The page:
Private landowners in Alabama and elsewhere in the Southeast are playing a crucial role in restoring habitat for gopher tortoises.
Longleaf pine forests once dominated the Southeast. But over the past two centuries, many of these forests have disappeared along with the wildlife that called them home. Recent efforts to enhance longleaf forests on private lands are helping the ecosystem rebound as well as wildlife like the gopher tortoise.
The gopher tortoise is a keystone species of the longleaf forest, known for their deep burrows that provide vital habitat and shelter for not only itself but many other species. The gopher tortoise is listed as threatened under the Endangered Species Act in the western part of the longleaf range, including parts of Alabama, Mississippi and Louisiana. Read more »
Local boy scout troop members and their families pose with bundles of shrubs and planting bars at the edge of a wetland where they are planting shrubs for New England cottontail habitat. Photo by Phillip Brown, Audubon.
A New Hampshire community came together to help restore habitat for the New England cottontail, a native rabbit of the region. For this rabbit, habitat restoration is pretty simple, planting the shrubs that are the cornerstones of its ideal habitat.
Nearly 40 volunteers gathered in April to plant more than 5,000 shrubs at Smith Sisters Wildlife Sanctuary, a 115-acre sanctuary managed by Audubon. Volunteers planted 10 different shrub species, including elderberry, dogwoods, Virginia rose, American hazelnut, fragrant sumac, eastern red-cedar, nannyberry and arrowwood viburnum. Read more »
The New England cottontail is the region’s only native rabbit. Photo courtesy of the U.S. Fish and Wildlife Service.
Wildlife and working lands go hand in hand. Today, thanks to the hard work of private landowners and land managers, the New England cottontail will not need protection under the Endangered Species Act.
Widespread habitat loss since the 1960s impacted New England cottontail numbers. But people like Rick Ambrose have restored habitat on private lands, putting the cottontail on the road to recovery. I had a chance to visit Rick’s place today in New Hampshire, seeing how he worked with USDA’s Natural Resources Conservation Service (NRCS) to voluntarily restore the young shrubby forests the rabbit needs. Read more »
NRCS works with private landowners to develop conservation plans that benefit the environment and farm productivity.
For 80 years, USDA’s Natural Resources Conservation Service (NRCS) has worked with agricultural producers to make conservation improvements to their farms, ranches and forests. These improvements help clean and conserve water, boost soil quality and restore habitat, and also make their agricultural operations more resilient.
Born amid the Dust Bowl, when persistent drought and dust storms swept through the nation, NRCS worked with stewardship-minded producers to heal the land. That work continues today, as producers voluntarily step forward to conserve natural resources, having tremendous positive impacts across the country. Read more »
Brewer’s sparrow and green-tailed towhee numbers climbed significantly where sagebrush habitat was restored. Gray flycatcher, a songbird that prefers a mix of conifers and sagebrush, saw declines when sagebrush habitat was restored. (Click to enlarge)
The Natural Resources Conservation Service works with ranchers and partners to improve habitat for sage grouse with funding through the Sage Grouse Initiative. Focusing on privately-owned lands, the initiative covers the 11 Western state range of the bird. About 40 percent of the sage grouse dwell on private lands. David Naugle is a wildlife professor at the University of Montana and the science advisor for SGI, an NRCS-led partnership. —Tim Griffiths, NRCS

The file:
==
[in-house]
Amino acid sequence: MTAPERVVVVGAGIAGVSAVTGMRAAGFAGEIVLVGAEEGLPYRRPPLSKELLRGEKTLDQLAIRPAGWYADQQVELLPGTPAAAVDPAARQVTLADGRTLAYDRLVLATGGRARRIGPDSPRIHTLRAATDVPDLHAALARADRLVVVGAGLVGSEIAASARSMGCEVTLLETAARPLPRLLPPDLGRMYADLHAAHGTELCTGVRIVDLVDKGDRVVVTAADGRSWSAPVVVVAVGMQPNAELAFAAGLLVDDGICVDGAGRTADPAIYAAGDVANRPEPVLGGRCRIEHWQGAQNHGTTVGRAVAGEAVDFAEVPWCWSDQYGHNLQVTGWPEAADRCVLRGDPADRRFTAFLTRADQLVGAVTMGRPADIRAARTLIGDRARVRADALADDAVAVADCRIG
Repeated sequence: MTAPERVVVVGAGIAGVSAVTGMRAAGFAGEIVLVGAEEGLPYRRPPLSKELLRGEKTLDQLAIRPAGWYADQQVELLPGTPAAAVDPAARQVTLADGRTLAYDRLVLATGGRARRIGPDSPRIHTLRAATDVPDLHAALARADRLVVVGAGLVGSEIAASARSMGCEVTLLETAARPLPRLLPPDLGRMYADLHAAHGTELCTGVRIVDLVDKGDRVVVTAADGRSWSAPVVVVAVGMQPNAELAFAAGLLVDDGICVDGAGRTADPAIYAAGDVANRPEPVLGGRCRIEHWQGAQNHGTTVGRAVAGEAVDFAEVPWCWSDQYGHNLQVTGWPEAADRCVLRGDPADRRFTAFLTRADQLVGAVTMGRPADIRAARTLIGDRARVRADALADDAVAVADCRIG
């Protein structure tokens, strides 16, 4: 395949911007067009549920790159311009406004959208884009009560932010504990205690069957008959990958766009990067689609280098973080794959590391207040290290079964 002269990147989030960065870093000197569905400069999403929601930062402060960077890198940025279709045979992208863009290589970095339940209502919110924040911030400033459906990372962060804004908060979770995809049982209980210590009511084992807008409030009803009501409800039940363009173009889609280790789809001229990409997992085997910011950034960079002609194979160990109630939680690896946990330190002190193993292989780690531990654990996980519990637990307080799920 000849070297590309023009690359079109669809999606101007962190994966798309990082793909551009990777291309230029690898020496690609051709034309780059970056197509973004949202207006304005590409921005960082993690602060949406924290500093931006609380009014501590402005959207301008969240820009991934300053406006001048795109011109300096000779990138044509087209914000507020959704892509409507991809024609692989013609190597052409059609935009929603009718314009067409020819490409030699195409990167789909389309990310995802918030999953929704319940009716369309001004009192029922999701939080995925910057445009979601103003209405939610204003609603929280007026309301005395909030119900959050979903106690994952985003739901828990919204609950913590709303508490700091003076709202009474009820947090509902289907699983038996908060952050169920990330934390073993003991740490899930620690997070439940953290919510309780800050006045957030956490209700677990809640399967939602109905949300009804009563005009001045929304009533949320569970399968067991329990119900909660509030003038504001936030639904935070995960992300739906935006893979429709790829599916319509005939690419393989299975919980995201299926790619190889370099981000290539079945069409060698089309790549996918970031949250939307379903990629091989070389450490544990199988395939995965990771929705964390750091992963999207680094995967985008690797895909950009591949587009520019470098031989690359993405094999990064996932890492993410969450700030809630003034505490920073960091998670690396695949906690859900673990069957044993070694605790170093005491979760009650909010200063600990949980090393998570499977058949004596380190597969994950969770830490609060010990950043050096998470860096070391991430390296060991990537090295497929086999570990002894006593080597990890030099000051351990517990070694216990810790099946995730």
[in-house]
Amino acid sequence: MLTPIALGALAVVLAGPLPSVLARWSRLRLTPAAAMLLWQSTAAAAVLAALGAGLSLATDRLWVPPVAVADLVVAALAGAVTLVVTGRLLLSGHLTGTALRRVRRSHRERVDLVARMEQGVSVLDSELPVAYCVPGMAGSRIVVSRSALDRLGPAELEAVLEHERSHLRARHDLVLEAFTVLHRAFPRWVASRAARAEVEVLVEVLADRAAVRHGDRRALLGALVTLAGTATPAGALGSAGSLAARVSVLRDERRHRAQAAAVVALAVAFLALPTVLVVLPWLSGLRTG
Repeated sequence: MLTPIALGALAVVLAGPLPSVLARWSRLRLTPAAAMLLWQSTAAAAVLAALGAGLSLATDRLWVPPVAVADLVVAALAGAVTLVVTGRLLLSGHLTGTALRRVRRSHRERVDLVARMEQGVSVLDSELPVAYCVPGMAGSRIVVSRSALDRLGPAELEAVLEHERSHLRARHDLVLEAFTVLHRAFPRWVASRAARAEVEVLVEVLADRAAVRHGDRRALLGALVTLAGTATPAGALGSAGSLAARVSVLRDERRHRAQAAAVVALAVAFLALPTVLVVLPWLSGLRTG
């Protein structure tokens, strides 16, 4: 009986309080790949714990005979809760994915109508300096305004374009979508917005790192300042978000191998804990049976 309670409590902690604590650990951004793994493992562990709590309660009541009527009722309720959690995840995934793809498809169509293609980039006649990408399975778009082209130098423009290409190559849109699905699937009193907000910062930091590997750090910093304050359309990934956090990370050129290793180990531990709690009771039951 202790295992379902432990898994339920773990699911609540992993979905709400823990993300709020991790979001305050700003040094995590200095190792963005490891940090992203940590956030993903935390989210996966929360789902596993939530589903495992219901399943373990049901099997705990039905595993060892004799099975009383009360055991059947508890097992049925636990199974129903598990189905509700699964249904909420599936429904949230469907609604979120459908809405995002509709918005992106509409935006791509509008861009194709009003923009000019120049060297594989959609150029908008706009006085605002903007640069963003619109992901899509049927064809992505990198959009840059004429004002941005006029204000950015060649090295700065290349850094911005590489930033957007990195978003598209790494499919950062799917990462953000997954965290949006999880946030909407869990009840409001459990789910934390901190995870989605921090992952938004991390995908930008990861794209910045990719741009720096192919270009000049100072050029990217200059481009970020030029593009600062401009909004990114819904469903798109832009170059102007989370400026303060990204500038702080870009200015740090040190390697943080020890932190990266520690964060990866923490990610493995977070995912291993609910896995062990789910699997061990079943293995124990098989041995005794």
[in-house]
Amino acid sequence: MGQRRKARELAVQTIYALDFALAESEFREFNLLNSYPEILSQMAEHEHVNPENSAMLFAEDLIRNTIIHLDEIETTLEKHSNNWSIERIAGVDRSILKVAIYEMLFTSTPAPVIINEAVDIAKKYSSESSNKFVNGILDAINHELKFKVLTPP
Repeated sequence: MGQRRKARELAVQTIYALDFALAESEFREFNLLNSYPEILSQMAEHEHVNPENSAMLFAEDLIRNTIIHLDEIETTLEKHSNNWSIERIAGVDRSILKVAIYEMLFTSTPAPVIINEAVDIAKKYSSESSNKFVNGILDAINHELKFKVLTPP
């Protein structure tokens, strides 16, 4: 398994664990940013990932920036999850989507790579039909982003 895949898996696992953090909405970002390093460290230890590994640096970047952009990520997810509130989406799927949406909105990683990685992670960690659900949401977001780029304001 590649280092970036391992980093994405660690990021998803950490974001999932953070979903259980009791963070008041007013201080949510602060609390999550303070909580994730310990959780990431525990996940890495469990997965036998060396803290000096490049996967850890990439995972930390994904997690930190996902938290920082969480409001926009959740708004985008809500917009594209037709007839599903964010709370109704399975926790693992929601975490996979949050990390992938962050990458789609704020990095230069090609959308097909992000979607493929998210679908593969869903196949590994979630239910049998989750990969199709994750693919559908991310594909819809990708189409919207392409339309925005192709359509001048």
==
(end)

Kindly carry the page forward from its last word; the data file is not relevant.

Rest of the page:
By David Naugle, Science Advisor, Sage Grouse Initiative
Restoring sagebrush ecosystems not only benefits ranching and sage grouse but other wildlife, too. New data show that populations of Brewer’s sparrow and green-tailed towhee, two sagebrush-dependent songbirds, climbed significantly in places where invading conifer trees were removed.
Three years after removing trees, Brewer’s sparrow numbers increased by 55 percent and green-tailed towhee numbers by 81 percent relative to areas not restored, according to a new report released by the Sage Grouse Initiative (SGI). These two songbirds, both identified as species of conservation concern by the U.S. Fish and Wildlife Service (FWS), serve as early indicators of the effectiveness of restoration work. Read more »
USDA today unveiled Sage Grouse Initiative 2.0, its roadmap to guide voluntary conservation efforts on private grazing lands in the West. Photo courtesy of Ken Miracle.
Today, USDA released its new long-term investment strategy for sage grouse conservation—Sage Grouse Initiative 2.0 (SGI 2.0). USDA’s planned investments will complement the great conservation work already happening throughout the West and build on the work of the Sage Grouse Initiative, a partnership between USDA, ranchers and conservation groups that began in 2010. SGI 2.0 provides our partners a roadmap to fill unmet needs by rallying around a cohesive, partnership-focused conservation strategy that is good for cattle ranches, good for the bird, good for rural economies and good for sustaining the Western way of life.
The SGI 2.0 investment strategy is intended to be a living document, shaped by the best available science and the priorities of our partners. SGI 2.0 and other strategic partnership initiatives like the Regional Conservation Partnership Program underscore the growing demand for a new conservation philosophy of putting local partners in the driver’s seat and allowing them to set priorities and develop strategies that make sense for their operations and communities while still meeting conservation goals. Read more »